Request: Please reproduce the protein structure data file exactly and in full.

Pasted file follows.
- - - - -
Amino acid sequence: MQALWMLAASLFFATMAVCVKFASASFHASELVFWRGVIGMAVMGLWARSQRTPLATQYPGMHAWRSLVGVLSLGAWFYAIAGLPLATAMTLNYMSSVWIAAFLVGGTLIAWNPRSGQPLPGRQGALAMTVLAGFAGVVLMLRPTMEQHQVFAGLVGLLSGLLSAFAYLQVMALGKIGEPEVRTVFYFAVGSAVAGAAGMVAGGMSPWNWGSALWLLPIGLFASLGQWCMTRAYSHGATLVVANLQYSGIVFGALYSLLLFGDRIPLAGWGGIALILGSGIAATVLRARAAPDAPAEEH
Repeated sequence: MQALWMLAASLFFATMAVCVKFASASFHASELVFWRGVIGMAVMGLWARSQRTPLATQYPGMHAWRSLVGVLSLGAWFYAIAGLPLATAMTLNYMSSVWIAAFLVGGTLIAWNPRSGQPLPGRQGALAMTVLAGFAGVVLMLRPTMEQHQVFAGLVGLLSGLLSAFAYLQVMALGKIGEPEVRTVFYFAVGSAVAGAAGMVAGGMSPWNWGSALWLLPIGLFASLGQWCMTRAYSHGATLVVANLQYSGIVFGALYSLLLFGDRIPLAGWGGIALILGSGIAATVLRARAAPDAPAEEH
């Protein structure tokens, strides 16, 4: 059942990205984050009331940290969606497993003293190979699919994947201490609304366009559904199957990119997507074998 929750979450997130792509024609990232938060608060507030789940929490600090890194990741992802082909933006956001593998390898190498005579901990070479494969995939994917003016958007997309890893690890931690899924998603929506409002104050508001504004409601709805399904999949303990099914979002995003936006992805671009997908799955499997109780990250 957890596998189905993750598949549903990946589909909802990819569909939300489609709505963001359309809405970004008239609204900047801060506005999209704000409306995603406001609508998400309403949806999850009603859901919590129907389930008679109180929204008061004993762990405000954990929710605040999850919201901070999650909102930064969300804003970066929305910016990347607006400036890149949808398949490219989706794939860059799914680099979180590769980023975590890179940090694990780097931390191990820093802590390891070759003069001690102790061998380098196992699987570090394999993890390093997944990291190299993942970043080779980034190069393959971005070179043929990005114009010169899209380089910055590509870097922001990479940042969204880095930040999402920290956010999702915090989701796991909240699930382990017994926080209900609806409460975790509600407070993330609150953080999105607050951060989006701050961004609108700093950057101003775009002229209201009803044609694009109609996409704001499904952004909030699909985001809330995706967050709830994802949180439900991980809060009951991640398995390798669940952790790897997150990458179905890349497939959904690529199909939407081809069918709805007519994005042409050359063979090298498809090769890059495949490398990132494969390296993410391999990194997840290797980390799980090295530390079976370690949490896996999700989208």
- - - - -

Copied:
Amino acid sequence: MQALWMLAASLFFATMAVCVKFASASFHASELVFWRGVIGMAVMGLWARSQRTPLATQYPGMHAWRSLVGVLSLGAWFYAIAGLPLATAMTLNYMSSVWIAAFLVGGTLIAWNPRSGQPLPGRQGALAMTVLAGFAGVVLMLRPTMEQHQVFAGLVGLLSGLLSAFAYLQVMALGKIGEPEVRTVFYFAVGSAVAGAAGMVAGGMSPWNWGSALWLLPIGLFASLGQWCMTRAYSHGATLVVANLQYSGIVFGALYSLLLFGDRIPLAGWGGIALILGSGIAATVLRARAAPDAPAEEH
Repeated sequence: MQALWMLAASLFFATMAVCVKFASASFHASELVFWRGVIGMAVMGLWARSQRTPLATQYPGMHAWRSLVGVLSLGAWFYAIAGLPLATAMTLNYMSSVWIAAFLVGGTLIAWNPRSGQPLPGRQGALAMTVLAGFAGVVLMLRPTMEQHQVFAGLVGLLSGLLSAFAYLQVMALGKIGEPEVRTVFYFAVGSAVAGAAGMVAGGMSPWNWGSALWLLPIGLFASLGQWCMTRAYSHGATLVVANLQYSGIVFGALYSLLLFGDRIPLAGWGGIALILGSGIAATVLRARAAPDAPAEEH
């Protein structure tokens, strides 16, 4: 059942990205984050009331940290969606497993003293190979699919994947201490609304366009559904199957990119997507074998 929750979450997130792509024609990232938060608060507030789940929490600090890194990741992802082909933006956001593998390898190498005579901990070479494969995939994917003016958007997309890893690890931690899924998603929506409002104050508001504004409601709805399904999949303990099914979002995003936006992805671009997908799955499997109780990250 957890596998189905993750598949549903990946589909909802990819569909939300489609709505963001359309809405970004008239609204900047801060506005999209704000409306995603406001609508998400309403949806999850009603859901919590129907389930008679109180929204008061004993762990405000954990929710605040999850919201901070999650909102930064969300804003970066929305910016990347607006400036890149949808398949490219989706794939860059799914680099979180590769980023975590890179940090694990780097931390191990820093802590390891070759003069001690102790061998380098196992699987570090394999993890390093997944990291190299993942970043080779980034190069393959971005070179043929990005114009010169899209380089910055590509870097922001990479940042969204880095930040999402920290956010999702915090989701796991909240699930382990017994926080209900609806409460975790509600407070993330609150953080999105607050951060989006701050961004609108700093950057101003775009002229209201009803044609694009109609996409704001499904952004909030699909985001809330995706967050709830994802949180439900991980809060009951991640398995390798669940952790790897997150990458179905890349497939959904690529199909939407081809069918709805007519994005042409050359063979090298498809090769890059495949490398990132494969390296993410391999990194997840290797980390799980090295530390079976370690949490896996999700989208």